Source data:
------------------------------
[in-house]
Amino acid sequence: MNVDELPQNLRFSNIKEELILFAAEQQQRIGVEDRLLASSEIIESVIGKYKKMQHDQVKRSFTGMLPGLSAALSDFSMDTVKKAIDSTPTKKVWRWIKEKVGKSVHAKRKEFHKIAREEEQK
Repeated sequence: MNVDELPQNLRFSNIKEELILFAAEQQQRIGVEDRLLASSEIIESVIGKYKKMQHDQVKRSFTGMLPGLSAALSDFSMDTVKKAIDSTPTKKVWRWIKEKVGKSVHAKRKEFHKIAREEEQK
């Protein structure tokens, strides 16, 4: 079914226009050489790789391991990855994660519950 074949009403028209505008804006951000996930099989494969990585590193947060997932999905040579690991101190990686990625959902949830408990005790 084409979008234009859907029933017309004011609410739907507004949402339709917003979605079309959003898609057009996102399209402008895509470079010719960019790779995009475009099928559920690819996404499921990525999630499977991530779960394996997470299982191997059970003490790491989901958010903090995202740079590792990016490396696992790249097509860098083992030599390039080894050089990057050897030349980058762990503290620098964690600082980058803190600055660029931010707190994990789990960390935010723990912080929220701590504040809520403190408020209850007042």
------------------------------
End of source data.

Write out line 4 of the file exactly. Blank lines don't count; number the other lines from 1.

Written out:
């Protein structure tokens, strides 16, 4: 079914226009050489790789391991990855994660519950 074949009403028209505008804006951000996930099989494969990585590193947060997932999905040579690991101190990686990625959902949830408990005790 084409979008234009859907029933017309004011609410739907507004949402339709917003979605079309959003898609057009996102399209402008895509470079010719960019790779995009475009099928559920690819996404499921990525999630499977991530779960394996997470299982191997059970003490790491989901958010903090995202740079590792990016490396696992790249097509860098083992030599390039080894050089990057050897030349980058762990503290620098964690600082980058803190600055660029931010707190994990789990960390935010723990912080929220701590504040809520403190408020209850007042």